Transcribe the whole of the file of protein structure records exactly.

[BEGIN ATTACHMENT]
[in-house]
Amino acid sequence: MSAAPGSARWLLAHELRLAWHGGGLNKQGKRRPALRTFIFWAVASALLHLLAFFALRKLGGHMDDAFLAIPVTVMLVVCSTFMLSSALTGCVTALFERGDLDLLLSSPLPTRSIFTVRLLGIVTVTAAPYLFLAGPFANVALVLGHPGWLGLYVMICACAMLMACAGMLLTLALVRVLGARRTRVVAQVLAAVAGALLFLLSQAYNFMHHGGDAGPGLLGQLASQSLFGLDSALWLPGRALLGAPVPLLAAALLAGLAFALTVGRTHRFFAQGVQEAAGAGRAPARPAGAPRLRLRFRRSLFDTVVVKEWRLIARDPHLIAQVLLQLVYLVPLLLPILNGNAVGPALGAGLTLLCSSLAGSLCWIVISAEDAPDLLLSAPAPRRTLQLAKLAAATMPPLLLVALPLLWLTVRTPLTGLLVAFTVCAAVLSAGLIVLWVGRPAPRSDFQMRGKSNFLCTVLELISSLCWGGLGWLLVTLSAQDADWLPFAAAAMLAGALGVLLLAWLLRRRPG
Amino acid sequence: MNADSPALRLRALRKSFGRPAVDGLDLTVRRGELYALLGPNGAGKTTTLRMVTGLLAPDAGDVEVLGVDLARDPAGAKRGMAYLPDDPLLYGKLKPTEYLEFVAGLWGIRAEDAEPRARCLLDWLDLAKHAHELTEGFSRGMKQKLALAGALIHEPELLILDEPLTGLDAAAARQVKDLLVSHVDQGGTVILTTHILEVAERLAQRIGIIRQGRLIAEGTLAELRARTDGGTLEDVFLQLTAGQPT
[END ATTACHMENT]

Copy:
[in-house]
Amino acid sequence: MSAAPGSARWLLAHELRLAWHGGGLNKQGKRRPALRTFIFWAVASALLHLLAFFALRKLGGHMDDAFLAIPVTVMLVVCSTFMLSSALTGCVTALFERGDLDLLLSSPLPTRSIFTVRLLGIVTVTAAPYLFLAGPFANVALVLGHPGWLGLYVMICACAMLMACAGMLLTLALVRVLGARRTRVVAQVLAAVAGALLFLLSQAYNFMHHGGDAGPGLLGQLASQSLFGLDSALWLPGRALLGAPVPLLAAALLAGLAFALTVGRTHRFFAQGVQEAAGAGRAPARPAGAPRLRLRFRRSLFDTVVVKEWRLIARDPHLIAQVLLQLVYLVPLLLPILNGNAVGPALGAGLTLLCSSLAGSLCWIVISAEDAPDLLLSAPAPRRTLQLAKLAAATMPPLLLVALPLLWLTVRTPLTGLLVAFTVCAAVLSAGLIVLWVGRPAPRSDFQMRGKSNFLCTVLELISSLCWGGLGWLLVTLSAQDADWLPFAAAAMLAGALGVLLLAWLLRRRPG
Amino acid sequence: MNADSPALRLRALRKSFGRPAVDGLDLTVRRGELYALLGPNGAGKTTTLRMVTGLLAPDAGDVEVLGVDLARDPAGAKRGMAYLPDDPLLYGKLKPTEYLEFVAGLWGIRAEDAEPRARCLLDWLDLAKHAHELTEGFSRGMKQKLALAGALIHEPELLILDEPLTGLDAAAARQVKDLLVSHVDQGGTVILTTHILEVAERLAQRIGIIRQGRLIAEGTLAELRARTDGGTLEDVFLQLTAGQPT